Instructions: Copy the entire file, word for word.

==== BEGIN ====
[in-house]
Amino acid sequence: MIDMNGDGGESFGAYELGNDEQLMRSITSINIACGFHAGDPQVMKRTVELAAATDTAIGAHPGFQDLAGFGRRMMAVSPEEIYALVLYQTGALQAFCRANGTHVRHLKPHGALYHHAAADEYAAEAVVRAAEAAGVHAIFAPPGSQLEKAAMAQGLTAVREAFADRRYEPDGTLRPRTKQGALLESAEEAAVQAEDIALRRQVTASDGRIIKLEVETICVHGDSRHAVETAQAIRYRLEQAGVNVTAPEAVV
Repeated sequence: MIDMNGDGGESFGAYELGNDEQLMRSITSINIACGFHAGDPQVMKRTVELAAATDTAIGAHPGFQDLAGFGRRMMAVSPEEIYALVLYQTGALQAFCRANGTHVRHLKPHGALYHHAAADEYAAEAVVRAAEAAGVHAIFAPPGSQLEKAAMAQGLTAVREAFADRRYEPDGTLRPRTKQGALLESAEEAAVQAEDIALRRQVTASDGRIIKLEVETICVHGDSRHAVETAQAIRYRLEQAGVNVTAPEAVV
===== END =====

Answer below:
[in-house]
Amino acid sequence: MIDMNGDGGESFGAYELGNDEQLMRSITSINIACGFHAGDPQVMKRTVELAAATDTAIGAHPGFQDLAGFGRRMMAVSPEEIYALVLYQTGALQAFCRANGTHVRHLKPHGALYHHAAADEYAAEAVVRAAEAAGVHAIFAPPGSQLEKAAMAQGLTAVREAFADRRYEPDGTLRPRTKQGALLESAEEAAVQAEDIALRRQVTASDGRIIKLEVETICVHGDSRHAVETAQAIRYRLEQAGVNVTAPEAVV
Repeated sequence: MIDMNGDGGESFGAYELGNDEQLMRSITSINIACGFHAGDPQVMKRTVELAAATDTAIGAHPGFQDLAGFGRRMMAVSPEEIYALVLYQTGALQAFCRANGTHVRHLKPHGALYHHAAADEYAAEAVVRAAEAAGVHAIFAPPGSQLEKAAMAQGLTAVREAFADRRYEPDGTLRPRTKQGALLESAEEAAVQAEDIALRRQVTASDGRIIKLEVETICVHGDSRHAVETAQAIRYRLEQAGVNVTAPEAVV